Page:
Selected Poems and Prose
Gottfried Benn ranks among the most significant German poets of the twentieth century. His early work, with its shockingly graphic depictions of human suffering and degradation, was associated with the Expressionist movement; the overriding theme of his later work was the isolation and fragmentation of the human being adrift in a nihilistic world.
Selected Poems - Christina Rossetti
Christina Rossetti was in a sense the first poet of the Pre-Raphelites, her Goblin Market and Other Poems (1862) having been - as if by accident - the writing from that group which first caught public attention. It contains many of her best poems.
Selected Poems - Edmund Blunden
To mark the centenary of the First World War, a Selected Poems of Edmund Blunden brings back into print the work of a major war poet and author of the classic memoir Undertones of War. Edmund Blunden joined the Royal Sussex Regiment in 1915, and served in France and Flanders.
Selected Poems - Federico Garcia Lorca
Federico Garcia Lorca
J.L. Gili’s selection of Lorca’s poems in Spanish, with his own unassuming prose versions as guides to the originals, first appeared in 1960. With its excellent introduction and selection it remains a perfect introductory guide to the great poet.
Selected Poems - Guillaume Apollinaire
Apollinaire’s poetry reflects the heady years of artistic and intellectual ferment before the First World War. The most dynamic modernist French poet and the champion of the Cubist painters, he is remembered as much for his more traditional lyric poems as for the typographical experiments of his calligrammes.
Selected Poems - Nancy Cunard
Selected Poems gathers writing from four decades of Nancy Cunard’s life, some published here for the first time. The selection illuminates Cunard’s transnational modernist project in full, from her early years as a coterie poet on the edges of Bloomsbury and avant-garde London, to her frontline activism during the Spanish Civil War.
Selected Poems - Thomas Chatterton
Wordsworth's lines on Thomas Chatterton (1752-1770) contributed to a legend that became better known than Chatterton's work itself. His story is moving: a sensitive, unhappy boy, he fell in love with the medieval world and escaped into it from miserable schooling and the drudgery of apprenticeship.
Selected Poems - Thomas Kinsella
Thomas Kinsella is among the most distinguished modern poets. His work over fifty years has challenged and enriched the poetic landscape. Rooted in locality, Kinsella's poetry employs myth and modernism in explorations that range from intense lyricism to political satire and social commentary.
Shadow and Refrain: Poems and Translations
Alex Wong's first collection, Poems Without Irony (2016), was a book that took nothing for granted, that broke through to the particularity of things and experiences, distrusting and defying generality. Elaine Feinstein celebrated the 'extraordinarily new rhetoric for his love poetry' whilst David Morley commended his 'linguistic finesse'.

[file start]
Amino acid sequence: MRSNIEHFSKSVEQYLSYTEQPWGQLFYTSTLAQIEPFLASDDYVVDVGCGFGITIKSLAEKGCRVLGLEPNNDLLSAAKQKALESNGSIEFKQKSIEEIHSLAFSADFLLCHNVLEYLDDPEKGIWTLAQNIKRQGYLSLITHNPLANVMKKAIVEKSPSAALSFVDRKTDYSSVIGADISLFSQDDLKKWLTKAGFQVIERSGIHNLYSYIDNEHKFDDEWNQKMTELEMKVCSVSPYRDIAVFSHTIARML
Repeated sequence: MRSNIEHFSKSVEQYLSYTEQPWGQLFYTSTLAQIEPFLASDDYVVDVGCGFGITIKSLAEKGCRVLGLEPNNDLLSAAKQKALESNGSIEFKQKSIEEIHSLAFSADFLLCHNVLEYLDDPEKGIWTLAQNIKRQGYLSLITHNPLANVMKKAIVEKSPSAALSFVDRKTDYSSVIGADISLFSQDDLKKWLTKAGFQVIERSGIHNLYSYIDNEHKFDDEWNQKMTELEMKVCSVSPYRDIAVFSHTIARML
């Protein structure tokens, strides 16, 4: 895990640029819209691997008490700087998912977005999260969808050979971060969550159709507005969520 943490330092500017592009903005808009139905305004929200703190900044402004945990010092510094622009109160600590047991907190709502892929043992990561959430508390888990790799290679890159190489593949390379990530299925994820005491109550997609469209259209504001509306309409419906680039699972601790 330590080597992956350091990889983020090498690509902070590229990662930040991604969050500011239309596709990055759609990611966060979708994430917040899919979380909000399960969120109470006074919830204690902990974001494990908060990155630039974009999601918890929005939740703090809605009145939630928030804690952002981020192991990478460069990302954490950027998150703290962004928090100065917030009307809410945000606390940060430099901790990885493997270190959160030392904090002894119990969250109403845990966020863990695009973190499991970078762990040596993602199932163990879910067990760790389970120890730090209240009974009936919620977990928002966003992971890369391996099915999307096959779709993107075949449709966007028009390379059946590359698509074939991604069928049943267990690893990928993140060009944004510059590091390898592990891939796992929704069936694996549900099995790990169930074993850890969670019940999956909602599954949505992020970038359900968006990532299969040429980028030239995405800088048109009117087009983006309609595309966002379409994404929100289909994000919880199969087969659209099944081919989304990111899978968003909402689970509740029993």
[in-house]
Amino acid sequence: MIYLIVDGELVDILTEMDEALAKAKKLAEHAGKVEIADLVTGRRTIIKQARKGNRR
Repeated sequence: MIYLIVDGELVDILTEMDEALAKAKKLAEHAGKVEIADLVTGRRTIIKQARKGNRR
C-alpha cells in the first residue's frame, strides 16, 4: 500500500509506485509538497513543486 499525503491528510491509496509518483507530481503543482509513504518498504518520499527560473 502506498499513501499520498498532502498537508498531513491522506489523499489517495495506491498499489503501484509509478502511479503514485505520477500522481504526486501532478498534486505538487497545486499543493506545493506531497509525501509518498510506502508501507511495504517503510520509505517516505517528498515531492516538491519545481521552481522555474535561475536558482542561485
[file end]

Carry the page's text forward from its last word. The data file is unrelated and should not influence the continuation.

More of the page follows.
Shrines of Upper Austria
Winner of the 2018 Forward (Felix Dennis) Prize for Best First Collection
Winner of a 2019 Somerset Maugham Award from the Society of Authors
A Poetry Book Society Spring 2018 Recommendation
Shortlisted for the 2019 Seamus Heaney First Collection Prize
Longlisted for the 2019 Michael Murphy Memorial Prize
Shortlisted for the 2018 T. S. Eliot Prize
Shortlisted for the Michael Murphy Memorial Poetry Prize 2021
Shortlisted for the 2020 Seamus Heaney First Collection Prize
Shortlisted for the 2020 John Pollard Foundation International Poetry Prize
Shortlisted for The 2019 Forward (Felix Dennis) Prize for Best First Collection
The Telegraph's Poetry Book of the Month March 2019
A Telegraph Book of the Year 2019
In her first book of poems, Isabel Galleymore takes a sustained look at the 'eight million differently constructed hearts' of species currently said to inhabit Earth.
The long title poem of John Greening’s The Silence is a meditation on Jean Sibelius and the thirty years he spent grappling with an eighth symphony, which in the end he probably burned. The poem is emblematic of a broader concern with the mystery of the creative process, explored here in the work of other artists but also grappled with first-hand, in the composition of poems.
Gathered from over thirty years of work, the poems in this generous selection strike a dynamic balance of honesty, emotion, intellectual depth and otherworldly resonance - in Gizzi's work, poetry itself becomes a primary ground of human experience. Haunted, vibrant and saturated with luminous detail, Gizzi enlists the American vernacular in a magical and complex music. Sky Burial is an immensely valuable introduction to his work.
Slowly, As If
In Slowly, As If, Karen Press looks clear-eyed at what it means to live in a complex society, a fragile world. She celebrates the connectedness that sustains us – in dance, in love, with the natural world, in cities where ‘strangers seem happy / to let you be’ – and sees it betrayed by our unreflecting complicity in poverty and violence. The death of a child who ‘barely scratched the air of the country’ resonates in her tender, devastating account: ‘When a child dies, who is responsible?’
Spillway: New and Selected Poems
Togara Muzanenhamo's first collection of poems evokes a number of worlds, familiar and unfamiliar. He takes us from his vivid, vanished childhood in Zimbabwe to Europe, where he lived for some years, making as he goes the stories and connections that coax a meaning out of time and change.
Stack is a book-length poem, and the début Carcanet title of one of the UK’s rising poetry talents.
Described by its author as a document of ‘minimalist interventions’, the small descriptions that make up stack capture seemingly – and actually – everyday scenes, ‘found’ images from walks, tabletops, cafés, bus stops, and the conveyor belt of still-lives that is the poet’s imagination.